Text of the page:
Some of the Rest

I've accumulated a few images that I wanted to share for one reason or another that just didn't quite fit into the narrative or the daily aspect of the blog itself. So without further ado, here are some additional images to ponder:

STU BOTS 2009-09-07 ME3 6833.JPG
STU BOTS 2010-09-17 ME3 9874.JPG
STU BOTS 2010-09-17 ME3 9879.JPG
STU BOTS 2010-09-19 ME7 1879.JPG
TON VK003338.JPG

I'd like to thank the students that allowed me to share some of their images in this blog. I think it helps to see what others saw rather than just a bunch of my images.


Sept 18—The South African and Botswana trips, like many in Africa, have a lot of logistics through rough areas. Keeping cameras clean and in top condition isn't always easy. As best as I can tell, we had the following equipment on the trips (I may have missed a few things, but I'm pretty sure of these numbers):

  • 45 Nikon DSLR bodies, ranging from D5000 to D3x (plus 2 Canon bodies and a video camera) 
  • 4 m4/3 bodies
  • 12+ compact cameras
  • 3 600mm f/4 lenses
  • 4 500mm f/4 lenses
  • 12 200-400mm f/4 lenses
  • 18 70-200mm f/2.8 or 80-200mm f/2.8 lenses
  • 16+ laptops, mostly Mac

So the question is, how did all that stand up to the abuse we put it through? Here are the things I know about:

  • Flaky connection between a 80-200mm and bodies developed; controlled during trip by jiggling the lens a bit. Lens needs to go back to Nikon for check of mount alignment.
  • On the rental 200-400mm's, of which there were several, they all seemed to have the tripod collar or foot come loose from time to time on the safari. Just make sure you have your allen wrenches with you and you can fix this in the field.
  • One Canon G9 died early in the trip.
  • One D2x sensor came to Africa with a dirty sensor that needed a lot of wet cleaning. We were never able to get it perfectly clean. The camera needs a CLA at Nikon.
  • One D300 suffered a cracked top LCD when another camera landed on it during a big bump on safari. Camera still works, but needs to see Nikon for a new LCD cover.
  • One cracked 70-200mm lens hood (too much impact trama from something while bouncing around in the vehicle). Duct taped back together and needs replacement.
  • One GPS unit had its case cracked. Duct taped back together.
  • Two 200-400mm's had autofocus issues during the trip. One was fixed by cleaning the mount, the other was fixed by cleaning the mount and doing a full AF Fine Tune in the field (yes, I brought charts).
  • One 200-400mm focused inconsistently in the field, and it's focus ring came off and I had to reinstall it in the field. We never could get the lens back to 100%. That lens is back at Nikon for fix and adjustment.
  • One 70-200mm was dunked in water in Botswana and survived, though it went to Nikon for a look at.
  • One 24-70mm was damaged by impact with a boulder and went to Nikon for fixing.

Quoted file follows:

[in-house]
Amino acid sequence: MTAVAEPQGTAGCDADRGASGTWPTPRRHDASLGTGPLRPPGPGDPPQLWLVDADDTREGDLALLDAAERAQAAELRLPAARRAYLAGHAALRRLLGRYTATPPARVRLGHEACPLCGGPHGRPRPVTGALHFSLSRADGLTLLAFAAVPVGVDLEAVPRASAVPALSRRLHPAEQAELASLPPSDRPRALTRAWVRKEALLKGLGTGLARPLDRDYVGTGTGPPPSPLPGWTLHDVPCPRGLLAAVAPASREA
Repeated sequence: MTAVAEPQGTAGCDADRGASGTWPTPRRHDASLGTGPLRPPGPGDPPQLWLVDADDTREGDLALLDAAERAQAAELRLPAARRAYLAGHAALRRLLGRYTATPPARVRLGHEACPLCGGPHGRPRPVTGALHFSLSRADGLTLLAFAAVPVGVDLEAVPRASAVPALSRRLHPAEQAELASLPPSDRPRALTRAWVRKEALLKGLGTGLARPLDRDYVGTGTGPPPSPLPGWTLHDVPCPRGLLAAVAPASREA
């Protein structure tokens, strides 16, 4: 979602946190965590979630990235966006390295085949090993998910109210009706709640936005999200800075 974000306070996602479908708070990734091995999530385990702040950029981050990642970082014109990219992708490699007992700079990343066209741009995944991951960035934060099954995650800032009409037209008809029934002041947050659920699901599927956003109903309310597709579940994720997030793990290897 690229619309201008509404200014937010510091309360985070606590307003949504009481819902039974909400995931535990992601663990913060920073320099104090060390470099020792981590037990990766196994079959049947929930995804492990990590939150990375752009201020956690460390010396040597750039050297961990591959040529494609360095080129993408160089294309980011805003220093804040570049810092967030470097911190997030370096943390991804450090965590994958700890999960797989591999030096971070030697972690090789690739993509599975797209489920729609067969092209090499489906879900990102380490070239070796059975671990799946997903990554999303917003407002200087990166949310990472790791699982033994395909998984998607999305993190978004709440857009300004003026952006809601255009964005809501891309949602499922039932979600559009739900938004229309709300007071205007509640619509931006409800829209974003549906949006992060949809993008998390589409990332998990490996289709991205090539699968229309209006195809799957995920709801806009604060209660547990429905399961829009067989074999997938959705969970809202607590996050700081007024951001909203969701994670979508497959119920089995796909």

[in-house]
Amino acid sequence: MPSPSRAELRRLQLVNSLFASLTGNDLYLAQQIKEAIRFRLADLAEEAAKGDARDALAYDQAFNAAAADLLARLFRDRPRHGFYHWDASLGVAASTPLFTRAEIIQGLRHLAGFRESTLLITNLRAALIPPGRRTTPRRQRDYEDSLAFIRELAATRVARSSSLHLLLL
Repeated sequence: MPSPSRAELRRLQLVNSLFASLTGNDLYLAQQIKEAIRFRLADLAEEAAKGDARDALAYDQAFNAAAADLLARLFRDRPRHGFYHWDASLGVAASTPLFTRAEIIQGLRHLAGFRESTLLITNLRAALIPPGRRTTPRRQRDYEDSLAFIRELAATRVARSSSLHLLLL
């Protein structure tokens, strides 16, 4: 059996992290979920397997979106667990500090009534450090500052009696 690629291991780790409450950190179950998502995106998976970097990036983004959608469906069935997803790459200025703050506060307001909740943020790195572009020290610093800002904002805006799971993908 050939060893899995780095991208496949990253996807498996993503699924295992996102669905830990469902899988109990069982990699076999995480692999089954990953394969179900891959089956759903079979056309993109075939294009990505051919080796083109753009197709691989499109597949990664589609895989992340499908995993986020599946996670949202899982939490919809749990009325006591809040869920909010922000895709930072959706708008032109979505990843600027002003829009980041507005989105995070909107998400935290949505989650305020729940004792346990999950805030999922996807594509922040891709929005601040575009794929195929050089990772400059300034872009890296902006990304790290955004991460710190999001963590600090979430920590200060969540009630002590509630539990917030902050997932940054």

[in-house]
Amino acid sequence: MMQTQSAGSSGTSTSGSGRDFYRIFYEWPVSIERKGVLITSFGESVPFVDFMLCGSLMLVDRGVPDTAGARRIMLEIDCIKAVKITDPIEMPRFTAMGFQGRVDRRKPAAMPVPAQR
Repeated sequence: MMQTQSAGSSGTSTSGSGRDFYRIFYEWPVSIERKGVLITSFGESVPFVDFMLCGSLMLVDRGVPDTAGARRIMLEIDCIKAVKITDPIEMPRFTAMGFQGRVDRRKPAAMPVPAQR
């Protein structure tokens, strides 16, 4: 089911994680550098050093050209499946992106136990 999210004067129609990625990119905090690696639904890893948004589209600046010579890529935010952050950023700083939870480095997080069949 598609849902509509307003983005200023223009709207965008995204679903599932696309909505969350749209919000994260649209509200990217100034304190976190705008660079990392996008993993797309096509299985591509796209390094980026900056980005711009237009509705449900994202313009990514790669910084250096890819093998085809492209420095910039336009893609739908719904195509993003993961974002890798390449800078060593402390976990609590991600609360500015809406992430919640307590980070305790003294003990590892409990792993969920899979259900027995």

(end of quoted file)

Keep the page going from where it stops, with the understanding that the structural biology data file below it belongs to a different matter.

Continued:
• One 70-300mm was dunked in water in Botswana and required fixing by Nikon. Total cost of repair for this and the previous two was Canadian$394.
  • One 17" Macbook Pro was fixed by the Apple Store in Jo-berg mid-trip when its logic board failed.
  • One D200 eyepiece cup is cracked and has a piece missing (shouldn't let the lions bite it Eric ;~)
  • Two D300's suffered DBS (Dead Battery Syndrome) in the field. Both were fixed by installing new firmware (yes, I carry firmware updates with me). 

Overall, we subjected equipment to a lot of abuse. It's difficult to describe just how abusive such a trip can be on equipment, but it's constantly bouncing around, knocking up against things, getting subjected to vibrations, and is exposed to heat, dust, water, and more. Overall, not a bad record, and it probably would have been better had the one vehicle not got stuck butt down in the water for a long period of time.

Complete loss, however, was another story. Both negligence and theft came into play:

  • One iPhone left in a field after shooting.
  • Three lens caps lost while shooting.
  • Two rubber feet from Gitzo monopods came off at some point and were lost. A rubber foot from my Gitzo tripod came off, but I found it almost immediately. Consider putting Locktite on things like this on trips like this.
  • Multiple knifes (at least five) were stolen out of locked, checked bags, most likely in Jo-berg. 
  • My two SB-900's and two m4/3 bodies were stolen out of my locked, checked bags in Jo-berg on the way home. The airport there has a reputation for theft of small things from checked bags. Basically, anything that looks salable or valuable that fits in a jacket pocket tends to get stolen from bags that undergo additional inspection. My tripod and monopod were in the same bag, and they weren't taken. Indeed, the two SB-900's were taken out of their cases (which were in another case), probably because their cases are too big to fit easily into a pocket. 
  • Our backup projector was stolen out of checked baggage at JFK, though the thieves forgot to take the AC power pack ;~). 

 Looking for gear-specific information? Check out our other Web sites:
DSLRS: | mirrorless: | Z System: | film SLR: all text and original images © 2024 Thom Hogan
portions Copyright 1999-2023 Thom Hogan
All Rights Reserved — the contents of this site, including but not limited to its text, illustrations, and concepts,
may not be utilized, directly or indirectly, to inform, train, or improve any artificial intelligence program or system.